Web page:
Attribute clustering (part 1)

One of the nice facilities in 12c is the ability to instruct the database to co-locate data during loading in order to facilitate reduced resource consumption for subsequent queries.

Here’s an example of it in use. First I’ll create table SOURCE_DATA to mimic some randomised incoming data feed



SQL> exec dbms_random.seed(0)

PL/SQL procedure successfully completed.

SQL> drop table source_data purge;
drop table source_data purge
           *
ERROR at line 1:
ORA-00942: table or view does not exist


SQL>
SQL> create table source_data  as
  2      select d.*
  3      from dba_objects d
  4      where object_id is not null
  5      order by dbms_random.random;

Table created.

So let’s now populate (create) our table T with a straight copy of the data from SOURCE_DATA and index a column of interest


SQL> create table t as select * from source_data;

Table created.

SQL>
SQL> select object_id, owner from t where rownum < 50;  OBJECT_ID OWNER ---------- ------------------------------      37627 PUBLIC      79081 ORDSYS      26953 SYS      74744 PUBLIC      47975 PUBLIC      94003 APEX_050000      59014 SYS      66409 PUBLIC      36977 PUBLIC      74886 PUBLIC        565 SYS      35456 SYS      74656 SYS      61451 PUBLIC      11486 SYS      61444 SYS      44048 SYS      24810 PUBLIC      27578 SYS      68871 PUBLIC      22010 SYS      31915 PUBLIC      60762 SYS      45858 SYS      44413 PUBLIC      61323 PUBLIC      81339 ORDSYS      31560 SYS       8621 SYS      42483 PUBLIC      35172 SYS      88978 APEX_040200      67118 PUBLIC      27550 SYS       7244 SYS      96985 APEX_050000      80677 PUBLIC      65032 SYS      42454 SYS      69067 PUBLIC      15227 SYS      29374 SYS      19280 XDB      45063 PUBLIC      61815 PUBLIC      94727 APEX_050000      31122 SYS      51869 PUBLIC      39565 PUBLIC 49 rows selected. SQL>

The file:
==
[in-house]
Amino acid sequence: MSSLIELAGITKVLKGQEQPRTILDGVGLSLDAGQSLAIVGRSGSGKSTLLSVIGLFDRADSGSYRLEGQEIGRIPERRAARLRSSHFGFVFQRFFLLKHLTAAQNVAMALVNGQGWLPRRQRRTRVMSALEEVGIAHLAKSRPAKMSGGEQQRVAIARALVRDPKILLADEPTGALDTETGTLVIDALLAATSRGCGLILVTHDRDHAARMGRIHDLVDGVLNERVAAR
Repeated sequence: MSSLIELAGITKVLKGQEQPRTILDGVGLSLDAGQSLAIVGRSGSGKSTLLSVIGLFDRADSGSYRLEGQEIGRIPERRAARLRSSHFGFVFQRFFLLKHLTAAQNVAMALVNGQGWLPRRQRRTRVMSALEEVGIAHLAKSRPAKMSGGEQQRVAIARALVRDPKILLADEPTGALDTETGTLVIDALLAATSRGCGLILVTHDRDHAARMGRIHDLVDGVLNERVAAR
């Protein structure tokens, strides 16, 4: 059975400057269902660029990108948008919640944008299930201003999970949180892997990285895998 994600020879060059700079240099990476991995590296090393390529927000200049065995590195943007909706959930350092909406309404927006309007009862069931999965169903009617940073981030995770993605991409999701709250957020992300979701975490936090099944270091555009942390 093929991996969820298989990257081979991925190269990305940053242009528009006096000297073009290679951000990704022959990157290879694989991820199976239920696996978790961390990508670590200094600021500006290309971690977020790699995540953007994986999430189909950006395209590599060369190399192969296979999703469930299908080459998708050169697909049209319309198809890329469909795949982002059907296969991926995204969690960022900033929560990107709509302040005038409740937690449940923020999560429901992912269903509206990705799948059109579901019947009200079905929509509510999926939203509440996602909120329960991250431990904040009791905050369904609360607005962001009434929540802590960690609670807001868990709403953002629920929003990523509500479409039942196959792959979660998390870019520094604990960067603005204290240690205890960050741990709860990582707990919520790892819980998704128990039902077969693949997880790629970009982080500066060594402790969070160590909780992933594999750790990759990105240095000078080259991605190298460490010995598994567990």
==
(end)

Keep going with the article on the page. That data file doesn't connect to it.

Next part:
SQL> create index t_idx on t(object_id);

Index created.

You can see the data is in pseudo-random order on both OBJECT_ID and OWNER. (We only care about OBJECT_ID for the sake of this demo). Let us now see what the I/O of an index range scan query on OBJECT_ID costs us.


SQL> set autotrace traceonly stat
SQL> select /*+ index(t) */ * from t where object_id between 10000 and 15000;

4997 rows selected.


Statistics
----------------------------------------------------------
          1  recursive calls
          0  db block gets
       5339  consistent gets
         12  physical reads
          0  redo size
     629403  bytes sent via SQL*Net to client
       4214  bytes received via SQL*Net from client
        335  SQL*Net roundtrips to/from client
          0  sorts (memory)
          0  sorts (disk)
       4997  rows processed

SQL> set autotrace off
SQL>
SQL>

Just under 5400 consistent gets, which is not dissimilar from the rows we fetched, because those rows from OBJECT_ID 10,000 to 15,000 they are scattered throughout the table. Let us now repeat the exercise, this time using the clustering facilities available under 12c.


SQL>
SQL> drop table t purge;